The Seller [Talley and Daugherty] shall have the right to sell to an approved builder, at terms acceptable to the Buyer's bank, twenty-six (26) single family lots and receive a ten percent (10%) sales commission. This listing privilege expires one hundred eighty (180) calendar days after the recordation of the plat for said tract. The minimum sales price of the lots will be determined by the Buyer [Security] including commission.

Talley was a real estate salesman for Appellant Maurice P. Sheehan, d/b/a Sheehan Realty, and Daugherty was a real estate broker for Appellant Rudy P. Hopp, d/b/a R.P. Hopp Realty. On December 11, 1979, Security entered into a listing agreement with R.P. Hopp Realty and Sheehan Realty. In compliance with the contract as set out above, the brokers received an exclusive listing on twenty-six lots. The listing was to begin on December 11, 1979, and continue until June 12, 1980. The listing carried an attachment identifying the twenty-six lots selected by Talley and Daugherty and the price for each lot as set by Security.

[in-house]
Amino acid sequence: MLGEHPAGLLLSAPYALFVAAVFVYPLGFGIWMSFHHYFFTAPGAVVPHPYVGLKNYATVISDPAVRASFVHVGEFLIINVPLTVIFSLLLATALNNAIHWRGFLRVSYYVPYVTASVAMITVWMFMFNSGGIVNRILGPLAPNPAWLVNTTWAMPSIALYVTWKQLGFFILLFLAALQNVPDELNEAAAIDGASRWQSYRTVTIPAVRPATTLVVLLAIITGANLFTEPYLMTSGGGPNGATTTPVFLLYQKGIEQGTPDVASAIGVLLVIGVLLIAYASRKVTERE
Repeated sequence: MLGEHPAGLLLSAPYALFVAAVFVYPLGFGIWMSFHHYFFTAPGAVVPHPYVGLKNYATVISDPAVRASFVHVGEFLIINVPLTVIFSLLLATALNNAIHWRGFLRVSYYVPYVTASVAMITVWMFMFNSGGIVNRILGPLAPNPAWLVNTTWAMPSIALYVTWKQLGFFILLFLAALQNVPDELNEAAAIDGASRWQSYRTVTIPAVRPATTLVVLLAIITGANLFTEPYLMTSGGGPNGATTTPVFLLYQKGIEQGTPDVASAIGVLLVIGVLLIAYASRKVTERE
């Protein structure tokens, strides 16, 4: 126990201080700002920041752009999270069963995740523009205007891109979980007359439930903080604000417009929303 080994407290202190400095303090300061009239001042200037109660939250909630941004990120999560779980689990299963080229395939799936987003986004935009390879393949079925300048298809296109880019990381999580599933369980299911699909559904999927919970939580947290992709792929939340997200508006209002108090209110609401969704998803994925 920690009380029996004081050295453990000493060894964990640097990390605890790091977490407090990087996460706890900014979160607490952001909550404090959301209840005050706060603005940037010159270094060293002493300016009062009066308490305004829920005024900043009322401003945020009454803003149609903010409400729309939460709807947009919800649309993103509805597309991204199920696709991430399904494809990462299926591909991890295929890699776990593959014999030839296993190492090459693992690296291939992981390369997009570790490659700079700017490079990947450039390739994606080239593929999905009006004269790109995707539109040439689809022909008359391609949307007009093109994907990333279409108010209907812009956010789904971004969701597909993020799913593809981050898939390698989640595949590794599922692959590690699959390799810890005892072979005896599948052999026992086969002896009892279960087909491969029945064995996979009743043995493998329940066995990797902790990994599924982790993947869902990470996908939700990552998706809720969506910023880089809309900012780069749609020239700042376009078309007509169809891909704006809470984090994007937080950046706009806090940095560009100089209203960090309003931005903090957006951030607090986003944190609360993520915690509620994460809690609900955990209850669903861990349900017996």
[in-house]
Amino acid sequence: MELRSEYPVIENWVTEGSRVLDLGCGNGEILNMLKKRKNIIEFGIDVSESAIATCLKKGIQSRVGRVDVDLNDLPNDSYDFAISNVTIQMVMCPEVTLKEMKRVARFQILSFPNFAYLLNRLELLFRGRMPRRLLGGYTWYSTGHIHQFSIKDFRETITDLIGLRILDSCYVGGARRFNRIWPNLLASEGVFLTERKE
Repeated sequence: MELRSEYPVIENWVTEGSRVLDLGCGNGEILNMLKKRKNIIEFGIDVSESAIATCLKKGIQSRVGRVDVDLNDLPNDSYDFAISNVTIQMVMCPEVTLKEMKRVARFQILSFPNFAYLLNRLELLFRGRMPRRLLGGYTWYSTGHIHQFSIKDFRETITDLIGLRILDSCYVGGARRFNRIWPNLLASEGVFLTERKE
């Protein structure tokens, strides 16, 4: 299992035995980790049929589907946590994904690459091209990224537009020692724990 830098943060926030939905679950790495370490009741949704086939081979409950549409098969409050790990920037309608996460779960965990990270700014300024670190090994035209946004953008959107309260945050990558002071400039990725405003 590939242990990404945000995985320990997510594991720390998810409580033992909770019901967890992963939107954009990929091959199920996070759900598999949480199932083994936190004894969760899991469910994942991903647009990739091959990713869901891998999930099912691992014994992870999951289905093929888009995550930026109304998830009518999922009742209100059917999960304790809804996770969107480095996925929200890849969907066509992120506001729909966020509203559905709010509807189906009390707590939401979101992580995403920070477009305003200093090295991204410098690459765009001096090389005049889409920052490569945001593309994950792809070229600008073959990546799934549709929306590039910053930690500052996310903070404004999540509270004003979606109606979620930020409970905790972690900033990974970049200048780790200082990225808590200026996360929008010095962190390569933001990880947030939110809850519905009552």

On December 28, 1979, Security contracted with Wood Brothers Homes, a corporation, *363 to sell fifty-seven finished lots (not involved in this appeal). As additional consideration, Security agreed to grant Wood Brothers an option to buy any of the twenty-six lots Hopp Realty and Sheehan Realty did not sell during the 180 day listing agreement. Wood Brothers' option was limited by the following language:

SUBJECT, HOWEVER, TO THE EXISTING PRIOR RIGHT OF R.P. HOPP REALTY AND SHEEHAN REALTY TO SELL SUCH LOTS TO THIRD PARTIES PURSUANT TO THEIR BROKERAGE AGREEMENT WITH SELLER [SECURITY], which may result in fewer than 26 additional finished lots being available for this option;